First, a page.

French President Emmanuel Macron has defended his recent comments about Taiwan, in which he said France should not get caught up in an escalation between the US and China.
He made the comments in an interview over the weekend following his three-day state visit to China.
He also said that being a US ally did not mean being a “vassal”.
His remarks have drawn criticism from politicians and other public figures on both sides of the Atlantic.
But on Wednesday during a visit to the Netherlands he said he stood by the comments.
“Being an ally does not mean being a vassal… doesn’t mean that we don’t have the right to think for ourselves,” Mr Macron said at a press conference in the Netherlands during his two-day visit.
The French president also said that nothing had changed in France’s support for the “status quo” in Taiwan and that Paris “supports the One China policy and the search for a peaceful resolution to the situation”.
Former US president Donald Trump has accused Mr Macron of cosying up to China – but the French leader said he would not respond to those comments.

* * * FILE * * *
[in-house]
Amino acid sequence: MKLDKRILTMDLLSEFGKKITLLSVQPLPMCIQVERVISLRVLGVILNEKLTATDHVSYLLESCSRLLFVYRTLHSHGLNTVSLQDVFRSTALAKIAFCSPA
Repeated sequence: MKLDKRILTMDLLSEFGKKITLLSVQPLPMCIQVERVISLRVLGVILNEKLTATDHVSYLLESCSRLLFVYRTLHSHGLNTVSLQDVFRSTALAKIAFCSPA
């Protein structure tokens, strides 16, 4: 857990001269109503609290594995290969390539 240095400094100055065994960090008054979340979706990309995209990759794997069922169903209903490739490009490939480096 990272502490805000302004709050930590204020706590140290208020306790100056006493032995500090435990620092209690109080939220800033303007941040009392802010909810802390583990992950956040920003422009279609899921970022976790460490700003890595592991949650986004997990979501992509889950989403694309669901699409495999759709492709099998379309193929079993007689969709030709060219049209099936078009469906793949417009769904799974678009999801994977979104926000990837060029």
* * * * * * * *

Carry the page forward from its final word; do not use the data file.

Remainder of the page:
Meanwhile the White House has played down the remarks, saying that the Biden administration remains “comfortable and confident in the terrific bilateral relationship we have with France”.
Taiwan’s foreign ministry has taken a similar stance, but has said it “noted” Mr Macron’s comments.
A senior Taiwanese official, however, said the remarks left him “puzzled”.
“Are ‘liberté, égalité, fraternité’ out of fashion?” wrote parliament speaker You Si-kun on social media, referring to France’s motto of “liberty, equality, fraternity”.
“Is it OK just to ignore this once it’s part of the constitution? Or can advanced democratic countries ignore the lives and deaths of people in other countries?”
Some analysts say that Mr Macron’s comments suggest that the US is to blame as much as China for the rising tensions over Taiwan, and make it harder for the EU to take a harder line with Beijing.
China meanwhile has praised Mr Macron’s remarks and said it wasn’t surprised at the criticism.
“Some countries do not want to see other nations become independent and self-reliant, and instead always want to coerce other countries into obeying their will,” foreign ministry spokesperson Wang Wenbin said.
Self-ruled Taiwan sees itself as distinct from the Chinese mainland, with its own constitution and democratically-elected leaders.
But Beijing sees Taiwan as a breakaway province that will eventually be under its control and has never renounced the use of force as a means to do this.
While the US diplomatically acknowledges China’s position that there is only one Chinese government, President Joe Biden has vowed to intervene militarily to protect Taiwan if it is attacked.
President Tsai said on Saturday that her government would continue working with the US and other democracies as the island faced “continued authoritarian expansionism” from China.